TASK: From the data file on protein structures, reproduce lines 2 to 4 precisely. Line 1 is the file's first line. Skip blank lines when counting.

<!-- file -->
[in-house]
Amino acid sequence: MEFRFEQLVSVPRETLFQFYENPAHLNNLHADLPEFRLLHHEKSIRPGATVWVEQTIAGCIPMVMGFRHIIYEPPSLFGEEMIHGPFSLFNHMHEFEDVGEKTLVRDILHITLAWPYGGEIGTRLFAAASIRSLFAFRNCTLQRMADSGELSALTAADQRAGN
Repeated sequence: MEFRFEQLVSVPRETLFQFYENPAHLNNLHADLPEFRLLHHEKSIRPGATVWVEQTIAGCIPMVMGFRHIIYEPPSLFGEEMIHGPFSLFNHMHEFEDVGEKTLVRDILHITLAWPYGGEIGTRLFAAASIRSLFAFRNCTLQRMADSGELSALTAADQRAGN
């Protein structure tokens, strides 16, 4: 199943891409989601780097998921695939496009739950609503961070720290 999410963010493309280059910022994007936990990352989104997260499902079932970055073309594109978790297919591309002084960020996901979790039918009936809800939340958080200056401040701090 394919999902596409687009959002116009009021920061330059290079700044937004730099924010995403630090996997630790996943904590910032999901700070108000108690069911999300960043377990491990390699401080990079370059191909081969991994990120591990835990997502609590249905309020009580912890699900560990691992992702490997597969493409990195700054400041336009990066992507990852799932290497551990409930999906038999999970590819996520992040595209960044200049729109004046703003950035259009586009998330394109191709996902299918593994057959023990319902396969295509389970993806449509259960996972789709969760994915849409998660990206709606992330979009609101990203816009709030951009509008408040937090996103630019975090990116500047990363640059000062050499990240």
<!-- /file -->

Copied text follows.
Amino acid sequence: MEFRFEQLVSVPRETLFQFYENPAHLNNLHADLPEFRLLHHEKSIRPGATVWVEQTIAGCIPMVMGFRHIIYEPPSLFGEEMIHGPFSLFNHMHEFEDVGEKTLVRDILHITLAWPYGGEIGTRLFAAASIRSLFAFRNCTLQRMADSGELSALTAADQRAGN
Repeated sequence: MEFRFEQLVSVPRETLFQFYENPAHLNNLHADLPEFRLLHHEKSIRPGATVWVEQTIAGCIPMVMGFRHIIYEPPSLFGEEMIHGPFSLFNHMHEFEDVGEKTLVRDILHITLAWPYGGEIGTRLFAAASIRSLFAFRNCTLQRMADSGELSALTAADQRAGN
């Protein structure tokens, strides 16, 4: 199943891409989601780097998921695939496009739950609503961070720290 999410963010493309280059910022994007936990990352989104997260499902079932970055073309594109978790297919591309002084960020996901979790039918009936809800939340958080200056401040701090 394919999902596409687009959002116009009021920061330059290079700044937004730099924010995403630090996997630790996943904590910032999901700070108000108690069911999300960043377990491990390699401080990079370059191909081969991994990120591990835990997502609590249905309020009580912890699900560990691992992702490997597969493409990195700054400041336009990066992507990852799932290497551990409930999906038999999970590819996520992040595209960044200049729109004046703003950035259009586009998330394109191709996902299918593994057959023990319902396969295509389970993806449509259960996972789709969760994915849409998660990206709606992330979009609101990203816009709030951009509008408040937090996103630019975090990116500047990363640059000062050499990240």